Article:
In 1963 Lev Yahsin was voted European Footballer of the Year and remains the only goalkeeper to have ever won. He was award the Order of Lenin in 1967 before retiring at the age of 41 in 1971 having kept an unprecedented 270 clean sheets (he is also rumoured to have saved over 150 penalties). He passed away in 1990.
Born in Bremen, Germany, Bert Trautmann overcame prejudice and open hostility - from both opposition supporters and his own - to become an unlikely folk hero in post-war Manchester. His route to Maine Road was even more unlikely.
His early life was spent growing up in a world of hyperinflation and the Hitler Youth. He was enlisted into the Wehrmacht at the outbreak of the Second World War and by 1945 he had been court martialled for sabotage (he was a paratrooper), captured by the Russians and escaped; captured by the Free French and escaped; captured by the Americans and escaped before finally being captured by the British - who greeted him with the immortal line "Hello Fritz, fancy a cup of tea"! Along the way he fought at Arnhem, won an Iron Cross (First Class) and was buried under rubble in a cellar for 3 days!
He eventually ended up at POW Camp 50 at Ashton in Makerfield where he saw out the last days of the war and enjoyed the odd football match. Originally a centre forward, he went in goal when injury prevented him from competing outfield. His natural talent was quickly recognised and he ended up at St. Helen's Town - where he first attracted the attentions of Manchester City.
He moved to City in 1949 but, unsurprisingly, the talented young keeper was not an instant crowd favourite. There was outrage from City fans and people throughout the country concerning the signing of a German player. There were threats of boycotts and letters of disapproval all arising from Trautmann's arrival at City. But he overcame these odds to become a legend at the Maine Road club and earn the respect of the football community.
He made 545 appearances in total for the blues and his reputation was further enhanced when he broke his neck during the 1956 FA Cup final but continued to play in goal (his broken neck was discovered three days later when he went for a check up). His efforts earned him the league's Player of the Year award and a place in FA Cup folklore.
Trautmann was rewarded for his long and dedicated service to City with a testimonial, which saw a record 60,000 people attend and after his playing days were over he tried his hand at management with Stockport County before fulfilling a role as an overseas coach for the same German FA that had refused to pick him for their national side because he had the audacity to become a professional footballer (professionalism was still outlawed in Germany during the 1950s).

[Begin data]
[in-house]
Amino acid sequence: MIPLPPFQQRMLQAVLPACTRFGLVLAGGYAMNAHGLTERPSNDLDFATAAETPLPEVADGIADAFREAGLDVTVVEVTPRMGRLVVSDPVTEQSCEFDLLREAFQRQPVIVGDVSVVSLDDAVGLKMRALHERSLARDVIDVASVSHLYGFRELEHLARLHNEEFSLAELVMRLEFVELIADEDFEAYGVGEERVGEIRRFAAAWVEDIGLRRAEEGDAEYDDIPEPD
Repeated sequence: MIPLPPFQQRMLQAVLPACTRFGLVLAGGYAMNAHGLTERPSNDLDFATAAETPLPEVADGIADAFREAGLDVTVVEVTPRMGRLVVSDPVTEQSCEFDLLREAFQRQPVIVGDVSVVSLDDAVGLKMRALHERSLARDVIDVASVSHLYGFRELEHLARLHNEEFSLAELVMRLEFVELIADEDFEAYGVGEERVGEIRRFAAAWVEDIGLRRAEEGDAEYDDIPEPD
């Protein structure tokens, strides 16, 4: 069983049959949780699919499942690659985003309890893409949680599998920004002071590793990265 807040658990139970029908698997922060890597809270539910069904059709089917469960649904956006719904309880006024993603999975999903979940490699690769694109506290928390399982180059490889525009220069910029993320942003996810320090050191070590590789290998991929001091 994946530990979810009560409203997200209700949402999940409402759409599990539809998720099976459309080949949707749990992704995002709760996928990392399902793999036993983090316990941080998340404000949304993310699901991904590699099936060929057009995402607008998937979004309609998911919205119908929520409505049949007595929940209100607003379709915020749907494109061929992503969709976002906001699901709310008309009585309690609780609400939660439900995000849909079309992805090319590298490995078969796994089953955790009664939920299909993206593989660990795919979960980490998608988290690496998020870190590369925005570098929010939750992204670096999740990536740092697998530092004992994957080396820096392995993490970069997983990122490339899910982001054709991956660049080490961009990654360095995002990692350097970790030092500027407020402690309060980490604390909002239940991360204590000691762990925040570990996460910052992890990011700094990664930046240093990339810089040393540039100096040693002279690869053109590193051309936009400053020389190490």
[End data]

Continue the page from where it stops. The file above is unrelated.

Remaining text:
Born Josef-Dieter Maier, "Sepp" Maier began his footballing career at his local club, TSV Haar, but moved to Bayern Munich before he played he a senior game. He would stay in Munich for nineteen successful years, barely missing a game during this period, and between 1966 and 1977 he played almost 400 consecutive games.
In 1966 he went to the World Cup finals in England as back-up to first choice Hans Tilkowski and despite failing to make an appearance as the Germans reached the final, he went on to establish himself as West Germany's first choice keeper four years later and played a major part as the Germans reached the semi-finals, only to lose to Italy in extra time.
Two years later he picked up his first international honour when West Germany won the European Championships and in 1974 he had his finest hour when West Germany hosted and won the World Cup, beating Holland in a tight final. He also enjoyed considerable success at club level during this period and was part of the Bayern Munich side that won three straight European Cups plus a World Club Cup. Nicknamed "Die Katze" (the cat), Maier was a favourite with the Munich crowd and often played in distinctive long, black shorts. But his popularity stretched further and he won the German Player of the Year award three times.
By the time the 1978 World Cup finals came around, West Germany were no longer the force they once were and were eliminated in the second phase. This was to be Maier's last big tournament as a car accident in 1979 ended his career at the age of 35. Having won almost a century of caps for his country and 13 major trophies with Bayern Munich, his vast experience is now used in the coaching staff both at Bayern and the German national team.
In an era when being a goalkeeper was a far more hazardous occupation than it is now, Kelsey stood out amongst the crowd. A former steelworker from Wales, Kelsey had the physique to match and could his own against the likes of Nat Lofthouse and other centre forwards who thought nothing of barging a goalkeeper into the back of the net.